Tag Archives: United Nations

China bemoans its people’s behavior in Africa—including undergarment ivory smuggling (Tanzania)

By Lily Kuo, Quartz
July 14, 2014
China is a major economic presence in Africa, injecting billions of dollars in trade and economic assistance to build out the continent’s infrastructure, but that doesn’t mean that Chinese companies are always on their best behavior. According to Lu Youqing, China’s ambassador to Tanzania, Chinese businesses are constantly causing problems as they fight over contracts and try to bribe local official.
“Our people just cannot shake their bad habits,” Lu said, in an interview (link in Chinese) with the Chinese paper Southern Metropolis News yesterday. “Tanzania hosts ambassadors from about 70 countries, but none of them needs to constantly worry like us about consular protection issues,” Lu added.
China’s growing investment and business ties with African countries has long been a subject of criticism among observers within and outside of Africa. Recently, Chinese leaders have also taken to admitting to problems while describing them as just “growing pains” in Sino-African relations. But rarely have officials been as frank as Lu, especially regarding one of China’s oldest African allies and top foreign investment destinations.
Lu complained about Chinese nationals attempting to smuggle ivory out of Tanzania, one of the world’s main ports for smuggling the banned animal product—hiding the illegal commodity under the hoods of their cars or even inside their undergarments. China is the world’s top destination (pdf, p. 30) for illicit ivory, according to the United Nations, and the thousands of Chinese nationals working in Tanzania have only exacerbated the illegal trade.
These problems don’t appear to have impacted ties too much. After Chinese firms plowed $2.5 billion into Tanzania last year, China has become Tanzania’s largest foreign investor, and Tanzania is currently pushing for ways to attract more Chinese tourists.

Diamonds, Ivory Fund War in Central African Republic: U.S. Group

By Sarah McGregor, Bloomberg News

May 1, 2014
Combatants in the Central African Republic are trading illicit ivory and diamonds for arms, fuel and poaching equipment that help stoke the country’s conflict, according to Enough Project, a Washington-based rights group.

Diamonds mined in the country are sold to traders in neighboring Sudan, Chad, Cameroon and the Democratic Republic of Congo, researcher Kasper Agger said, according to an e-mailed statement today. His findings are contained in a report, “Behind the Headlines: Drivers of Violence in the Central African Republic,” based on interviews with fighters and their leaders and on satellite images, according to the statement.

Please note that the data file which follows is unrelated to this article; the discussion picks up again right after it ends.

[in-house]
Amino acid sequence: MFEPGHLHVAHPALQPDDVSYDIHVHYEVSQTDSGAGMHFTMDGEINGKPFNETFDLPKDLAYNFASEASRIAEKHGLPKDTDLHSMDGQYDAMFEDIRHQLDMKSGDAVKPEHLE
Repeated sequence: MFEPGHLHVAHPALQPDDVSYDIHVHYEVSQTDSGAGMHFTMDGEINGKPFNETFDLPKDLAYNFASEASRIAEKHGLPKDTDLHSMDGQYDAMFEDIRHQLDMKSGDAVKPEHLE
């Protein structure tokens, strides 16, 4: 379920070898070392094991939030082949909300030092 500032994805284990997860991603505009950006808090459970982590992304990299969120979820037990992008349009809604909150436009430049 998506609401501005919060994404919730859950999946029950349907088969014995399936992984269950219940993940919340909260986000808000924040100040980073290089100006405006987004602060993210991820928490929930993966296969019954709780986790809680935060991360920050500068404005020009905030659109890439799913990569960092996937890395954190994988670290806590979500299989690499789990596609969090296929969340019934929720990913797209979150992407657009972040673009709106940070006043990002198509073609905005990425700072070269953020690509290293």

The Central African Republic has been gripped by violence since mainly Muslim members of the disbanded Seleka militia seized power in March 2013, installing President Michel Djotodia. He stepped down this January as part of an effort to restore stability. Abuses prompted the creation of Christian anti-balaka gangs, which have added to the bloodshed. Thousands of people have been killed and more than 600,000 driven from their homes, according to the United Nations.

Possible international action to stem the violence includes a deployment of experienced mediators to spur peace talks and investigations by the International Criminal Court and other bodies, the rights group said.

The African Union and UN should also lead negotiations between the governments of Central African Republic and Chad for an agreement on exploration of oil fields that straddle their borders, according to the statement. Oil interests are “at the heart of the conflict,” the group said.

Illegal wildlife trade undermines security across nations

By PrairieDogPress

Mar 04, 2014

In the lead-up to Monday’s first-ever World Wildlife Day sanctioned by the United Nations, President Barack Obama laid out a three-pronged plan in mid-February to fight poaching, illegal trade of ivory and other animal parts; not only to stop needless slaughter of imperiled wildlife, but to stem corruption.

Excerpt from Obama’s statement from the National Strategy for Combating Wildlife Trafficking letter said:

“Like other forms of illicit trade, wildlife trafficking undermines security across nations. Well-armed, well-equipped, and well-organized networks of criminals and corrupt officials exploit porous borders and weak institutions to profit from trading in poached wildlife. Record high demand for wildlife products, coupled with inadequate preventative measures and weak institutions has resulted in an explosion of illicit trade in wildlife in recent years.”